The EMV liability shift in the U.S.A is getting closer so I would like to share some basic strategies on how to implement EMV on POS terminals.
While EMV has been a key component for terminals in Europe, Australia and other regions, many terminals in the U.S. accept magstripe cards only. This will change in Fall 2015 when the cards schemes will stop taking the liability for non-EMV transactions. POS and terminal manufacturers with magstripe-only terminals will have to adjust and become EMV compatible to stay in the market.
Apart from the existing handling of a transaction that controls transaction flow and connects the card reader with the acquirer, an EMV compliant terminal must also adhere to the EMV specification. In whatever way this EMV compliance is implemented, it can conceptually be separated from the rest of the terminal functionality. This separated piece of functionality is commonly referred to as the EMV Kernel. The EMV Kernel, together with the rest of the terminal, must undergo periodical certification and adhere strictly to the EMV specification.
Simply put, there are two strategies on how to implement EMV compliance when creating a POS terminal:
- Write your own EMV Kernel
- Use an existing 3rd party solution
The upside of writing your own EMV kernel is that indepth EMV knowledge will be built up amongst the development team and control over the source code stays within the company. The challenges however are that it takes time and money to build this knowledge (EMV Co estimates 18 months), that it requires continuing maintenance to stay EMV compliant, and it is a mission critical component that cannot fail.
The advantages of using a 3rd party solution are as follows:
- Faster time to market, as the know-how is bought in.
- As the EMV specification is the same for every POS it is not a differentiating factor for a POS solution. Therefore it is not a strategic piece of code where knowledge needs to be kept internal.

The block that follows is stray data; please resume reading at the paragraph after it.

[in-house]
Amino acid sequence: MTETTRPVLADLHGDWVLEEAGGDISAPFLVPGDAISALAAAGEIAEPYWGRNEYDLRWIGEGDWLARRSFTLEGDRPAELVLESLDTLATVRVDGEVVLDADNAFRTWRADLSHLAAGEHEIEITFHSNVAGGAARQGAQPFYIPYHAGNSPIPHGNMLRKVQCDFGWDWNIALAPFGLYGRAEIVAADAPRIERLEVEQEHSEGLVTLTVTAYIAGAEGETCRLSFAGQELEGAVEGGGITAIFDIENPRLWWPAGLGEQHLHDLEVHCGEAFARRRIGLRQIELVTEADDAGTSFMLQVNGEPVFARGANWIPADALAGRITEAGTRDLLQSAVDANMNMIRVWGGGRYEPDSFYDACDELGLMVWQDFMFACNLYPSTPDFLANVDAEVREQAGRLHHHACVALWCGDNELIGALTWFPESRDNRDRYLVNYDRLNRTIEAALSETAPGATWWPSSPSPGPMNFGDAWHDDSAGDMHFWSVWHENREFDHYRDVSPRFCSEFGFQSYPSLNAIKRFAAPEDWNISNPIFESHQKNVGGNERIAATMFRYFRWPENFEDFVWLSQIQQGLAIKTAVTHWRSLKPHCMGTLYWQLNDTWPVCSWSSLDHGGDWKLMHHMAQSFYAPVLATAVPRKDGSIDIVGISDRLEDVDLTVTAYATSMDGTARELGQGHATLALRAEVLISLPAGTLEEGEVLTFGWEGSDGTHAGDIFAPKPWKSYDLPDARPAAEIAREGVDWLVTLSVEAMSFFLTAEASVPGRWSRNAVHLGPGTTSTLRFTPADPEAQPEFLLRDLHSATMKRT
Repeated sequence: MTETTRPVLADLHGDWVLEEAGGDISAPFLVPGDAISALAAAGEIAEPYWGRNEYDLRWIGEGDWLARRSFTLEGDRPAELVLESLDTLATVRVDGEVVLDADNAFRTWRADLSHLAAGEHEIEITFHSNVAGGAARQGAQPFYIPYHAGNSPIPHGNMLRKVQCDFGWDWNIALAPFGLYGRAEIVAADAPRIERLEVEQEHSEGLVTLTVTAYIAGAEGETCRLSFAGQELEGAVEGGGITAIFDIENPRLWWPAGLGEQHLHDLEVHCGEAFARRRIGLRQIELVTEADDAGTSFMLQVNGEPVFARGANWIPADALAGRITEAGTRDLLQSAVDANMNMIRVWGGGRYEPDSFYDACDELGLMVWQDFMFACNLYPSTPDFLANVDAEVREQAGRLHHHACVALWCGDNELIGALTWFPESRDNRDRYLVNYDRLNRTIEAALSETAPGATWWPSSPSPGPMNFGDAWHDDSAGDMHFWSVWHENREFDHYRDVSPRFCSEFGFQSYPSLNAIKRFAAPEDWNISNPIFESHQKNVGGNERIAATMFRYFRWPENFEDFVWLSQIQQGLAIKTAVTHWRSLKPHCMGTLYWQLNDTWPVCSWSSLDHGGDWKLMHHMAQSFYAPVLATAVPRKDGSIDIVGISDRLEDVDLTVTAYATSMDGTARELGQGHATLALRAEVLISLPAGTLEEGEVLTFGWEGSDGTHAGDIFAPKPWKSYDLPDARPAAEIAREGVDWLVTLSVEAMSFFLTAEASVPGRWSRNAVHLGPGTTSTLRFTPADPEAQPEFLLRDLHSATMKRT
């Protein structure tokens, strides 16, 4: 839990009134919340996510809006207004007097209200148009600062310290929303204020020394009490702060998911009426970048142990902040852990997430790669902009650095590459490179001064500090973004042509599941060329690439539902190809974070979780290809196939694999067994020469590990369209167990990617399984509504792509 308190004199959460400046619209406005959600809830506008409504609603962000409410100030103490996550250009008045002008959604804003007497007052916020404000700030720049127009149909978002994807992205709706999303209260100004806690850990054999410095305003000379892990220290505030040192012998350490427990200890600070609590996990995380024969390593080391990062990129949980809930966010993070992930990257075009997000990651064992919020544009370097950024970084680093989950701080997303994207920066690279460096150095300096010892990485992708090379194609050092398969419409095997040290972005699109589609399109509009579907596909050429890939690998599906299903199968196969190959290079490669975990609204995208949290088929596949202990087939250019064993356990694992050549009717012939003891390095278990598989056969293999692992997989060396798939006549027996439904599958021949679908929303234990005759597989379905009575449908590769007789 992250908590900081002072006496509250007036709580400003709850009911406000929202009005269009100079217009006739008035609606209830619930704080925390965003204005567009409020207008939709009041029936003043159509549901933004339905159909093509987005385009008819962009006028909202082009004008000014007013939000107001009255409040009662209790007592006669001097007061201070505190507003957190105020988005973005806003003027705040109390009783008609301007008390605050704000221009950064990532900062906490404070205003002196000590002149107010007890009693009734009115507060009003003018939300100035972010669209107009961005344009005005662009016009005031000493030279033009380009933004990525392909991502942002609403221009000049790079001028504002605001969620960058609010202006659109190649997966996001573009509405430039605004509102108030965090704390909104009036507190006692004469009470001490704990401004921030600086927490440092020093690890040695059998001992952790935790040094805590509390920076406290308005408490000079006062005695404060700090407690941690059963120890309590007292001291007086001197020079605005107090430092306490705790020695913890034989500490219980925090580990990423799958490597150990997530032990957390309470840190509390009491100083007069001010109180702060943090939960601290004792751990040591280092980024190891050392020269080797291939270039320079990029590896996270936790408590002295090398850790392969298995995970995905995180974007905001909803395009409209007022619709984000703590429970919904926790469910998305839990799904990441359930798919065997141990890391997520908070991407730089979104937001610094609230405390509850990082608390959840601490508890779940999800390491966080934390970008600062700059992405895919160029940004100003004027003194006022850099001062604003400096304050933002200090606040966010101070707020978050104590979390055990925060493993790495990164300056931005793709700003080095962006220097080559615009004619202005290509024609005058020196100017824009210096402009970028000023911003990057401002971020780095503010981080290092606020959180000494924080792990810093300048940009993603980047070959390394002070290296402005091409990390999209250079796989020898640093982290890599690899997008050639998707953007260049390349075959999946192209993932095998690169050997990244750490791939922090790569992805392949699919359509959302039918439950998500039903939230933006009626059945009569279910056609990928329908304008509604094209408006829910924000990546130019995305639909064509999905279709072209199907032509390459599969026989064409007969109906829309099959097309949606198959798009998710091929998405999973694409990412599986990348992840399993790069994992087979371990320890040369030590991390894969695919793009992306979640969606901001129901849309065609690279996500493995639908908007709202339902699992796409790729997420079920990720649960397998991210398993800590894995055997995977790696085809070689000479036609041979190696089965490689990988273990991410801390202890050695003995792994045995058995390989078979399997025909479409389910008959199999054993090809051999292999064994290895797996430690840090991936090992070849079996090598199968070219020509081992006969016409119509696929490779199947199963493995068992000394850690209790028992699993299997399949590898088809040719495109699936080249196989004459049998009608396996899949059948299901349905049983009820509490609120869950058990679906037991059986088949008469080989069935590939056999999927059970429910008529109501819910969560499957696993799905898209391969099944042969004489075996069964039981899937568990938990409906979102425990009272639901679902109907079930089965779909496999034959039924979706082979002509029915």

- It makes sense to use a stable and already approved product that runs on many other terminals and has successfully proven its value in the market.
- No need to adapt to frequent changes in EMV specification, especially for contactless. This has proven to be a major problem for several reasons.
Regardless of which strategy is used we recommend thorough testing before attempting certification, as there are one time costs related to certification that are payable whether a solution passes certification or not. There are several test tools on the market (e.g. by Clear2Pay) that facilitate testing, but these come with a significant cost.
Also, the testing can either be done in-house or by a 3rd party. When implementing your own kernel, it probably makes sense to test in-house. Alternatively, using a 3rd party test lab saves the cost of acquiring the test tools, test knowledge and certification knowledge.
Regardless of how these US companies choose to become compliant, EMV certification will be a requirement to successfully stay in the card payments market.
Abrantix provide an EMV Kernel starting with a beginner package that includes 1000 licenses at a low cost. Packages for more than 1000 licenses, support and consulting are also available. In contrast to other suppliers we provide the source code of the kernel to allow full transparency and integration into existing payment applications.
We also have a test lab and provide test and certification support.
We are happy to help, and also hear your opinions on this topic of course.